Toyota may be falling out of the EV race lately but it has big plans for the future. The company’s CEO shed some light onto the company’s plans for the future and that involves a whole lot of R&D and EVs in general.
Toyota has already established a so-called BEV Factory – a division inside Toyota tasked with developing EVs, batteries and everything EV-related. The team should introduce a new generation of EVs in 2026 with a range of at least 1,000 km. The Japanese carmaker plans to use cheap LFP batteries for its near-future EVs by reducing the cost by 40% and improving efficiency by 20%. These batteries should be able to charge from 10 to 80% in just 30 minutes or less. As of now, Toyota is using these LFP batteries for its hybrid cars.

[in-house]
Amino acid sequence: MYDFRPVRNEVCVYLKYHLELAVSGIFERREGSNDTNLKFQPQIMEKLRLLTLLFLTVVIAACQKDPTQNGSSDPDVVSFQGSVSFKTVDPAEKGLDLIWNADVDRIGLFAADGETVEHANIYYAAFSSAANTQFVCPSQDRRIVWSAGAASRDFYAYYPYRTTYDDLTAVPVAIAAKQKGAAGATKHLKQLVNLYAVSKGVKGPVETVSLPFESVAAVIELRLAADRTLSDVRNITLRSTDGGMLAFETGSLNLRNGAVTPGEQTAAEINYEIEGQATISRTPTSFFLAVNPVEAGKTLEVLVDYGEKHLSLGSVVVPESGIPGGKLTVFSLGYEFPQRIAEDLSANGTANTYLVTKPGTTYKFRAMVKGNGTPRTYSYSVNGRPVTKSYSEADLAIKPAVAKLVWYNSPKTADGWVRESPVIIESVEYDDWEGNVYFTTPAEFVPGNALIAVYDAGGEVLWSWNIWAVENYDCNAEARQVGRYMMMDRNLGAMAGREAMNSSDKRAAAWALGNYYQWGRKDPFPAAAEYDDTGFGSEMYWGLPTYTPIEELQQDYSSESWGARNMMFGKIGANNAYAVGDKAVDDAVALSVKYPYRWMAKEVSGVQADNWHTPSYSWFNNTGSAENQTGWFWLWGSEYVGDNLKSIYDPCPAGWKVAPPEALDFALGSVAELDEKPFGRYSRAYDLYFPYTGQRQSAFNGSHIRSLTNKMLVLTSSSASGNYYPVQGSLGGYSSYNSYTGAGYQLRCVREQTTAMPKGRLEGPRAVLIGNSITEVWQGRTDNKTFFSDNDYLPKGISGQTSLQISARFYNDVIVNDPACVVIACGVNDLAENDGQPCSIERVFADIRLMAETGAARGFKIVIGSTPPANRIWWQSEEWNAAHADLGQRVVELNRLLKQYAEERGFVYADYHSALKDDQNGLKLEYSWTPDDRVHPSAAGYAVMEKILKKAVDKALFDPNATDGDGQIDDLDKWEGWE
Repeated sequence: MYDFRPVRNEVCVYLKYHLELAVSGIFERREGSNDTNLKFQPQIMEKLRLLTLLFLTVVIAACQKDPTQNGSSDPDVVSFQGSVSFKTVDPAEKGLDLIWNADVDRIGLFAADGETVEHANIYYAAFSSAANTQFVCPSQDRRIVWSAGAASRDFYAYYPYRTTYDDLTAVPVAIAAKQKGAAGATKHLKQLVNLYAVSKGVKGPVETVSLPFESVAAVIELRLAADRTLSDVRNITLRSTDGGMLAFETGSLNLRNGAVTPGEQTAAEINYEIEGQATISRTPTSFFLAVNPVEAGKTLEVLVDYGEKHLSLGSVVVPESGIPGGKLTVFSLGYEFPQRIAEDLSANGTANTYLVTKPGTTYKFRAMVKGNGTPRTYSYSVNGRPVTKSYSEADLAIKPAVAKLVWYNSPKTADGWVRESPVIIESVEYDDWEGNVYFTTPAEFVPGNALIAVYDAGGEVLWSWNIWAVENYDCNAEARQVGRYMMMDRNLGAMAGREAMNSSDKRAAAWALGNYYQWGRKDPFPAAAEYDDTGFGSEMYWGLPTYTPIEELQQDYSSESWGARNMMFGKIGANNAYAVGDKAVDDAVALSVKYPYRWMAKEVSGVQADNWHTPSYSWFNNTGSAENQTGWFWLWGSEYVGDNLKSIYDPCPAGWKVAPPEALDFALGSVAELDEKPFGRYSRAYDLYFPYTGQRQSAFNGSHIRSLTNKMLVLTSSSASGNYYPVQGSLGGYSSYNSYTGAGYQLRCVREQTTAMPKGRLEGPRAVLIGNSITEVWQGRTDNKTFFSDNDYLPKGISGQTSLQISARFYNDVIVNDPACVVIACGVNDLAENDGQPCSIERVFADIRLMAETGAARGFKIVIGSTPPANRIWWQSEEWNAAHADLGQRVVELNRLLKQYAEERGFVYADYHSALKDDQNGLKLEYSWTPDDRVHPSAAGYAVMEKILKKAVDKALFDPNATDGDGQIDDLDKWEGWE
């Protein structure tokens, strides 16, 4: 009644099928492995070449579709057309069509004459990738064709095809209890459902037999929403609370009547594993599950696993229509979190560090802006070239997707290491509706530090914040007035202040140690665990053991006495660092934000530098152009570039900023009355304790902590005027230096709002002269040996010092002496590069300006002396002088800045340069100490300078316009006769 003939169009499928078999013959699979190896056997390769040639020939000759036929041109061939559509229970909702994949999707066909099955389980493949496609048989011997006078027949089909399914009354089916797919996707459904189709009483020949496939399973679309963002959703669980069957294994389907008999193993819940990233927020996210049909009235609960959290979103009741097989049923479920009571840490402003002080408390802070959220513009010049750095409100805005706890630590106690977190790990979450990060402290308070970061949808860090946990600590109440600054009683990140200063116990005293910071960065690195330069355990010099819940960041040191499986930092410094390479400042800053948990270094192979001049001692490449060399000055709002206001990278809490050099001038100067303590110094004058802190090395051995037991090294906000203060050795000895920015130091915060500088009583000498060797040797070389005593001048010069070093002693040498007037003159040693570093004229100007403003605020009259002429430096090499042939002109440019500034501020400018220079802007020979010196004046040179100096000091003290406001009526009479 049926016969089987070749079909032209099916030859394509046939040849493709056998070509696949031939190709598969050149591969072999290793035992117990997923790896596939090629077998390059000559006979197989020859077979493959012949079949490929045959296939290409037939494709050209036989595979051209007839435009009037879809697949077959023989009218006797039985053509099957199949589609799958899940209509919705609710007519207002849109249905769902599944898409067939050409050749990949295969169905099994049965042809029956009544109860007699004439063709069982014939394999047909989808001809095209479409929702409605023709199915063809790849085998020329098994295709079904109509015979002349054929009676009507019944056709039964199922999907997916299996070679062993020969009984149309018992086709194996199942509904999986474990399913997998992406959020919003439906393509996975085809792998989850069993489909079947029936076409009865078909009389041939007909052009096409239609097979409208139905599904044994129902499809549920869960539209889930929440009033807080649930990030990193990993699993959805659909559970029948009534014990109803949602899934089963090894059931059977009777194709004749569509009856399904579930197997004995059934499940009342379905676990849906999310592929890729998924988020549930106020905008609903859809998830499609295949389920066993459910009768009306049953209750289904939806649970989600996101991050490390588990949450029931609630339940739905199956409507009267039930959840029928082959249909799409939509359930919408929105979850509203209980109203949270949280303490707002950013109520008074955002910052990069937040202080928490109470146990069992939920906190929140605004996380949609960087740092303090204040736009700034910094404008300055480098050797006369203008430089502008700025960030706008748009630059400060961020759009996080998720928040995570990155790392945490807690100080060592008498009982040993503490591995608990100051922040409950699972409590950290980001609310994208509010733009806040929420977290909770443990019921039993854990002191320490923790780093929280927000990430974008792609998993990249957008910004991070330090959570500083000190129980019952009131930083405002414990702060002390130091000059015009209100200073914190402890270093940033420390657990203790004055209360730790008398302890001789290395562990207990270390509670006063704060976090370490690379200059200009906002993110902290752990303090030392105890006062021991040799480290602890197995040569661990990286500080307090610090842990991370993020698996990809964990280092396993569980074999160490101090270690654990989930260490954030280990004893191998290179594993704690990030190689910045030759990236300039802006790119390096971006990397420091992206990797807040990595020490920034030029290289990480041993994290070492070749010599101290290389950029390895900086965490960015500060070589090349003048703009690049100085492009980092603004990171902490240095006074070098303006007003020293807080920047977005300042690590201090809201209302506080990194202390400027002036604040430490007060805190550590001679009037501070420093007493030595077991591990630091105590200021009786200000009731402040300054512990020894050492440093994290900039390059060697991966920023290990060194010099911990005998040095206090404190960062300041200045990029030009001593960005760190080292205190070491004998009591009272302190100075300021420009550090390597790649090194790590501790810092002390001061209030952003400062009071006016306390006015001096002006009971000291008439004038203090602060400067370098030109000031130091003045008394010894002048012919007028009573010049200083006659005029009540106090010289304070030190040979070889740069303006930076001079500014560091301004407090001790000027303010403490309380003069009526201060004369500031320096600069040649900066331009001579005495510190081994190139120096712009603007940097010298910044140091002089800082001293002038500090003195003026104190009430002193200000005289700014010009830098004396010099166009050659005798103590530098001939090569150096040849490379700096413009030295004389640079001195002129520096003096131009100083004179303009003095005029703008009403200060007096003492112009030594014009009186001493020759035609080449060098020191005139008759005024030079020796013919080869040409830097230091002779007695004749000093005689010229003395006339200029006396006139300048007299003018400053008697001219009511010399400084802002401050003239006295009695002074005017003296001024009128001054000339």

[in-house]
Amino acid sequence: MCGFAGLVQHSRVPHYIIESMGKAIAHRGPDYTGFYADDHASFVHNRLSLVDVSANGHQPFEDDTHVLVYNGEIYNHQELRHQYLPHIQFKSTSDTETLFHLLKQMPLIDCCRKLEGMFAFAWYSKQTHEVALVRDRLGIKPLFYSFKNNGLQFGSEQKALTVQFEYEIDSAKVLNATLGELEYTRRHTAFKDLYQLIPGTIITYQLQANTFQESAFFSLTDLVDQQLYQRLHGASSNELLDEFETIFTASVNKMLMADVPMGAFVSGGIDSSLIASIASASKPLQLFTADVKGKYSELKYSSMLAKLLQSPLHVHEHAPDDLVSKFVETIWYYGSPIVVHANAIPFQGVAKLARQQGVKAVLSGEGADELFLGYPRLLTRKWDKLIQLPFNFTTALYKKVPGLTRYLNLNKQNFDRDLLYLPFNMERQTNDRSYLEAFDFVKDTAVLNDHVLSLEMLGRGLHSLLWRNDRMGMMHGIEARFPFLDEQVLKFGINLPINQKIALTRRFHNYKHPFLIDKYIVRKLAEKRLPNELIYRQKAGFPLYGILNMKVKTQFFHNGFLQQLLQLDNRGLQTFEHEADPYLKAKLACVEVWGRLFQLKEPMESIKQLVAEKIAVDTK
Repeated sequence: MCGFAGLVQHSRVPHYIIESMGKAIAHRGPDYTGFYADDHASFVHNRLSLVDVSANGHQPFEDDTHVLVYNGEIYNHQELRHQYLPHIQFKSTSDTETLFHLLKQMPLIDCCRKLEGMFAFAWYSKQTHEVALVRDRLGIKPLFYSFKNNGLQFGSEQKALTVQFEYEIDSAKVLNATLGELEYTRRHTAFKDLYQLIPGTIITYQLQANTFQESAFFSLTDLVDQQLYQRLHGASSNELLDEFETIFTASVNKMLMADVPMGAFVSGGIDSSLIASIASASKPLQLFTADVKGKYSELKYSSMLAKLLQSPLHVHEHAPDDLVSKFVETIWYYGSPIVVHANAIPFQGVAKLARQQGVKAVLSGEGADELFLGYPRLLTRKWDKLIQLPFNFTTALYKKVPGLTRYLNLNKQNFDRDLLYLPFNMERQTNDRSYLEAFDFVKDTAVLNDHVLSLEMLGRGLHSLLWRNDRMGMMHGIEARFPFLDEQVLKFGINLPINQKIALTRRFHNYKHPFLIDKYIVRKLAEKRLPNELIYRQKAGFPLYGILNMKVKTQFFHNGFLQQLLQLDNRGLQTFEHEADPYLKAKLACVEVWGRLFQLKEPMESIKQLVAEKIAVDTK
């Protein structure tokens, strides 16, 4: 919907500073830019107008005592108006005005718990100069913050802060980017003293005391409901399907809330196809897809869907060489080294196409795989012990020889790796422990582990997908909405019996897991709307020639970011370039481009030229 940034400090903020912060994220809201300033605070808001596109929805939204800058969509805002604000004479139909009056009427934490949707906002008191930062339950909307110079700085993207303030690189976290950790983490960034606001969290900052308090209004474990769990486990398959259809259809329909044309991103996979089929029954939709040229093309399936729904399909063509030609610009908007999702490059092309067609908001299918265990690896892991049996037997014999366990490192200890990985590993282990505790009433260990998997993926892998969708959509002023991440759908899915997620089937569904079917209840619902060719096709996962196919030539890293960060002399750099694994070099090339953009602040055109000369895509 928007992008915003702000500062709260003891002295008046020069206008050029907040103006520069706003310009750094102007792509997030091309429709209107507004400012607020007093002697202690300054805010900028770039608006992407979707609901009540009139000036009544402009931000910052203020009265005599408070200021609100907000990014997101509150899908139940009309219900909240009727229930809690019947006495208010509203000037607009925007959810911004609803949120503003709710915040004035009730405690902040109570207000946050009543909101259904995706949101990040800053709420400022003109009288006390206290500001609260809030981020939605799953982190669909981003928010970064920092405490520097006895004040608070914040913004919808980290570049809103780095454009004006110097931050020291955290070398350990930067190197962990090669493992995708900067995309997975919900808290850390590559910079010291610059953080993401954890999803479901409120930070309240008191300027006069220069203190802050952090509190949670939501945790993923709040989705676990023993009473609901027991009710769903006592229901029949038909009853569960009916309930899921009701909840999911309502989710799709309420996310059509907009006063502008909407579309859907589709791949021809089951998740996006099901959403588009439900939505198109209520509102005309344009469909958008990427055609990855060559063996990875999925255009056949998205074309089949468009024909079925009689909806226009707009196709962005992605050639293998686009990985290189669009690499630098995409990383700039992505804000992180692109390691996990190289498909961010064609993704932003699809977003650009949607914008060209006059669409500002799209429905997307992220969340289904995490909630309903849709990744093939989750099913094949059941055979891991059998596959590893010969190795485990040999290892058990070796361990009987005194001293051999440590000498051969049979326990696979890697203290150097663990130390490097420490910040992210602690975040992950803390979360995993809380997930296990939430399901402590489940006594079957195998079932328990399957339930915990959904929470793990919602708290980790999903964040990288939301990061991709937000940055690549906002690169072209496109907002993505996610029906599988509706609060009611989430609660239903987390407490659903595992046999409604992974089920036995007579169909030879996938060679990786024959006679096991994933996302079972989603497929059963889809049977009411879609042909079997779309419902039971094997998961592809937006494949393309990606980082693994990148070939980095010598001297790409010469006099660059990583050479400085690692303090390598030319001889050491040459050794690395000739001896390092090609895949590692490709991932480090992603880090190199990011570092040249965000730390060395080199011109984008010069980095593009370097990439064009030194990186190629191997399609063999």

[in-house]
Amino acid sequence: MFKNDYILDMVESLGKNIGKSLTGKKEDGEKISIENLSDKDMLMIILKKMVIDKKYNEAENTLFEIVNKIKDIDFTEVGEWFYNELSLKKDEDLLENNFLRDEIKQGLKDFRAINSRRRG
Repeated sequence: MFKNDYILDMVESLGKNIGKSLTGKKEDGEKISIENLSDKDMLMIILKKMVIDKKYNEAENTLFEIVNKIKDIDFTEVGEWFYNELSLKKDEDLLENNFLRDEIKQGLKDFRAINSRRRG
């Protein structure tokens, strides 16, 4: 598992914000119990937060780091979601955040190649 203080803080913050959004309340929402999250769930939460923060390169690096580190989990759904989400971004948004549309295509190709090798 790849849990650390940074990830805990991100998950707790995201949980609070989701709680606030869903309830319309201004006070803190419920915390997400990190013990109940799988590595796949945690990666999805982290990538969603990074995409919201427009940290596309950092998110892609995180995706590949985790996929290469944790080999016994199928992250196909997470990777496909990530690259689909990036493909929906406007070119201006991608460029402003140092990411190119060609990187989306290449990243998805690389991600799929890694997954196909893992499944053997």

In the 2027-2028 period, Toyota expects to release its first solid-state battery-powered EV with an additional 20% improvement in efficiency, which would put the estimated range of up to 1,200 km and charge from 10 to 80% should take not more than 10 minutes. However, the first solid-state battery cars would be hybrids.
Still, the company says it has made a big breakthrough in the field and it’s very optimistic about delivering a market-ready product by 2028.
To achieve these ranges, Toyota is using AI to design its cars to improve aerodynamics and weight. The Chief Technology Officer also spoke of implementing a casting technology similar to Tesla’s Cybertruck production process. It would significantly reduce the cost and make the chassis a tad more rigid too.
The CTO also touched on hydrogen, saying that a Hydrogen Factory unit within the firm should start working by the end of this month and is working closely with BMW in developing hydrogen-powered vehicles.
By 2030, Toyota believes that 1.7 million of its total 3.5 million electric Toyotas will be of the next-generation EV with at least a 1,000 km range.